|Prof. Linda Woodhead|
At Religion Dispatches, Linda Woodhead reprises the summary of her recent research findings regarding what British Catholics actually believe (as opposed to what they're told to believe) that I discussed last week. She frames her presentation of her findings by noting that the questionnaire the Vatican is circulating, which asks for lay input prior to the synod on the family, is unlikely to obtain a clear picture of what lay Catholics believe, because its methodology is so cumbersome that it will elicit "hydra-headed" replies that aren't susceptible to easy interpretation.
By contrast, her scientific survey of British Catholics on the same issues on which the Vatican questionnaire focuses offers the first reliable profile of what Catholics in England, Scotland, and Wales actually believe about these issues. I discussed Woodhead's findings in my previous posting about her work. To refresh your memory, here's a thumbnail sketch drawn from the Religion Dispatches article:
• only 9% of self-identified Catholics think that the use of contraceptives warrants guilt; the percentage rises to 12% among churchgoers
• almost 90% of British Catholics agree that an unmarried couple with children is a family
• two-thirds say that a same-sex couple with children is a family
• British Catholics are in favor of permitting same-sex marriage by a margin of 3%
• only a third of British Catholics approve of the Church’s policies on women
• only 19% of British Catholics support a ban on abortion
• over half of British Catholics under 50 say that "same-sex marriage is right," compared with 16% of over-60s
• support for a ban on abortion has fallen to 14% among under-40s compared to a quarter among over-60s
• only 36% of Catholics say that the Church is a positive force in society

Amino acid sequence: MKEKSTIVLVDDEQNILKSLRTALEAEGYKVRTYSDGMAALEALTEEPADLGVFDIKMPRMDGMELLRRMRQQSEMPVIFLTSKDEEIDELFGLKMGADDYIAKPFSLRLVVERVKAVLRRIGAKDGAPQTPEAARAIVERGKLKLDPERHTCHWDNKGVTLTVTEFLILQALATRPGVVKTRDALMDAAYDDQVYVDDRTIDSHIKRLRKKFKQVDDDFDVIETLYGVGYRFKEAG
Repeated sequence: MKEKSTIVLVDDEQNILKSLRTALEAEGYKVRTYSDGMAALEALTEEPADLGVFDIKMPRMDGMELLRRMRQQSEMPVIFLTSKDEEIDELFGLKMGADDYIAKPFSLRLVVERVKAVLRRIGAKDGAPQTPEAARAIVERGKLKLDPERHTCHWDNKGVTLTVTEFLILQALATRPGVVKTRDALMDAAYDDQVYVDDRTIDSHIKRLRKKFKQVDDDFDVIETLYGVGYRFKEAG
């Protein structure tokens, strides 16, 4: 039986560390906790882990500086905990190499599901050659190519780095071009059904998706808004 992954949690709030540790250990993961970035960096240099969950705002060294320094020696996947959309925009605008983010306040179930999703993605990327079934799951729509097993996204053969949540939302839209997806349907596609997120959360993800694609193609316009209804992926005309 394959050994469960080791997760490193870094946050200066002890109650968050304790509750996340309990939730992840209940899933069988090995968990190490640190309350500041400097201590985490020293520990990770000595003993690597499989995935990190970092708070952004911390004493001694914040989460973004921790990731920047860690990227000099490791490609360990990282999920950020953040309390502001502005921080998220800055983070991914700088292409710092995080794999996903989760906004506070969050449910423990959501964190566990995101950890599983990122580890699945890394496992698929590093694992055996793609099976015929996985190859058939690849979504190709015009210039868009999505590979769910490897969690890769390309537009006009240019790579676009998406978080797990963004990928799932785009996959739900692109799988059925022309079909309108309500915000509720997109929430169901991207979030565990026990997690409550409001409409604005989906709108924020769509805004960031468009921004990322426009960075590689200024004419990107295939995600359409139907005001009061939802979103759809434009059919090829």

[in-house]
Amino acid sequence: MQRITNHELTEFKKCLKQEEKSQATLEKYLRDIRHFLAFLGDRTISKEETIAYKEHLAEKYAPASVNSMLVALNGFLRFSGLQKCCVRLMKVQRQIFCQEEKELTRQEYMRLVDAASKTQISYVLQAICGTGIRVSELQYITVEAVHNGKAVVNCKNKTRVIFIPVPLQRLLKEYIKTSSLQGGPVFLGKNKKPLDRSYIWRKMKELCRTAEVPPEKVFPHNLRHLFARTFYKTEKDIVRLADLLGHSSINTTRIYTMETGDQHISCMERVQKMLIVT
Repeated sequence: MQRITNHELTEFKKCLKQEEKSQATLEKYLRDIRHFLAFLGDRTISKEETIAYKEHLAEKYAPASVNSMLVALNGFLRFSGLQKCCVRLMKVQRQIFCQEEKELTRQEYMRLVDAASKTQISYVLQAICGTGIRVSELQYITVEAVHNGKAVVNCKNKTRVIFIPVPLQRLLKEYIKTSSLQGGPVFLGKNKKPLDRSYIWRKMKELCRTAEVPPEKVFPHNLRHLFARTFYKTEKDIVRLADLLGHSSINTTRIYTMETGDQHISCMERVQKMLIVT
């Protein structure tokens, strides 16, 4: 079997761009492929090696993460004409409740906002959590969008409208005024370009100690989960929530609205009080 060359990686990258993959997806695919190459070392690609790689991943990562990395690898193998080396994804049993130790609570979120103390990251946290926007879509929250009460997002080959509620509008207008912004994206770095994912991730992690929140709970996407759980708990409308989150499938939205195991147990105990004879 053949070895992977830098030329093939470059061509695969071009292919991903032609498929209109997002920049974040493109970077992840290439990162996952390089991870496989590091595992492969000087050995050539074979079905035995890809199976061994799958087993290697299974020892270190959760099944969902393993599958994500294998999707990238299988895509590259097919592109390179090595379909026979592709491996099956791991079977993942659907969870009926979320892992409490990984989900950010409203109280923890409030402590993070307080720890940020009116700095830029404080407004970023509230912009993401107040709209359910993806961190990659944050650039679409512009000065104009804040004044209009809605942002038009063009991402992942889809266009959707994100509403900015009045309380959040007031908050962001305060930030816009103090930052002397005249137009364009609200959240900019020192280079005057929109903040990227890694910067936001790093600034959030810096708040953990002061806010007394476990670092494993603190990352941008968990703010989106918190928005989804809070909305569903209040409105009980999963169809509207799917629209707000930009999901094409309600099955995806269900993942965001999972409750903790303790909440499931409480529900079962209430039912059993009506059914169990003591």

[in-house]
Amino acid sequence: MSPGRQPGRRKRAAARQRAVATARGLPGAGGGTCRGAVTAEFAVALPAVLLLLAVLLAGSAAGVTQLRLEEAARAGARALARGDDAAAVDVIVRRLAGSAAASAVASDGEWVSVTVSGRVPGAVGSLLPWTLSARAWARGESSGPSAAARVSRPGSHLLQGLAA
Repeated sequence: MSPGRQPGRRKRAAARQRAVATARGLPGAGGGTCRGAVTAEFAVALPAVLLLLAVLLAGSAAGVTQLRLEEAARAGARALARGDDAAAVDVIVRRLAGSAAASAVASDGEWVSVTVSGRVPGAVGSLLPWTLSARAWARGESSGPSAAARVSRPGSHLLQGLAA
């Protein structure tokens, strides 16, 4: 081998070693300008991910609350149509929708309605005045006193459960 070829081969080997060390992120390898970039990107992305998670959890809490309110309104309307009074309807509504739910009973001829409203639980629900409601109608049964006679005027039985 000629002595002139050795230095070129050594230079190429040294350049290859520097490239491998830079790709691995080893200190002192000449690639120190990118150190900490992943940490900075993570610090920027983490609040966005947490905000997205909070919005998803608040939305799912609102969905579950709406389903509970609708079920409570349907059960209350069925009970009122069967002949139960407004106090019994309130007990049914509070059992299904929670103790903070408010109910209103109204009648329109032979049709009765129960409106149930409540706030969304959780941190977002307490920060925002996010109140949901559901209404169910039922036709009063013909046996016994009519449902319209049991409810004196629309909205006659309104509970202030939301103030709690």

• just 8% of Catholics say they look to "tradition and teachings of the Church" for guidance as they make decisions and live their lives, 7% to God, 2% to the Bible, 2% to the religious group to which a person belongs
• zero percent report that they look to religious leaders for guidance as they make decisions and live their lives
As Colleen Baker notes at her Enlightened Catholicism site, vis-a-vis the last finding,
Zero percent. Is there any more damning a statement about the irrelevancy of leadership to the people they are supposed [to] lead?
And as Woodhead concludes, the problem facing Catholic authorities is not that most Western Catholics think church teaching on the preceding issues is too hard, as a recent comment of Archbishop Vincent Nicholls implies: they think it's quite simply wrong. "[T]hey endorse the moral revolution which has advanced the equal treatment of women, children, and LGBT people," but no one talks about the disconnect between how the church's authorities view these moral issues and how the people in the pews do.
A Catholic friend described the current situation to me as "a big con." The Church knows no one is listening to its sexual strictures, and many clergy don’t even believe they should. But everyone goes on pretending—at least in the West.
In an article at Talk to Action that focuses not on the Vatican questionnaire or Woodhead's findings but on the tea party politicking of outgoing USCCB president Timothy Dolan and the USCCB's associate director of pro-life activities Richard Doerflinger, Frank Cocozzelli offers an interesting proposal for how Pope Francis's "move from a top-down vertical chain of command to a more horizontal Church" may affect some of these moral debates. Frank notes that in all likelihood, the U.S. Catholic bishops will continue for the foreseeable future to assert their unilateral authority to define "the" Catholic position on issues like abortion, contraception, and same-sex marriage.
And they'll likely continue to be ignored by increasing numbers of Catholic layfolks as they make this assertion. But with the new wild card that Francis seems to be offering as he moves towards the horizontal model of church: the door is now open for lay Catholics to make their own moral voices heard as the teaching of the church, and as a corrective to the bishops' top-down, unilateral formulation of that teaching.
Frank's hopeful conclusion:
This is an historic opportunity to weaken the culture warrior elements among American Catholic leadership and to open the doors to a more inclusive and far less conservative Church. But for now, the American Church still seems to belong to the likes of Doerflinger and Dolan.
For my part, I very much hope that Frank is correct about this.
The photo of Prof. Linda Woodhead is from Wikipedia's entry about her, and is available for us though Wikimedia's Creative Commons license.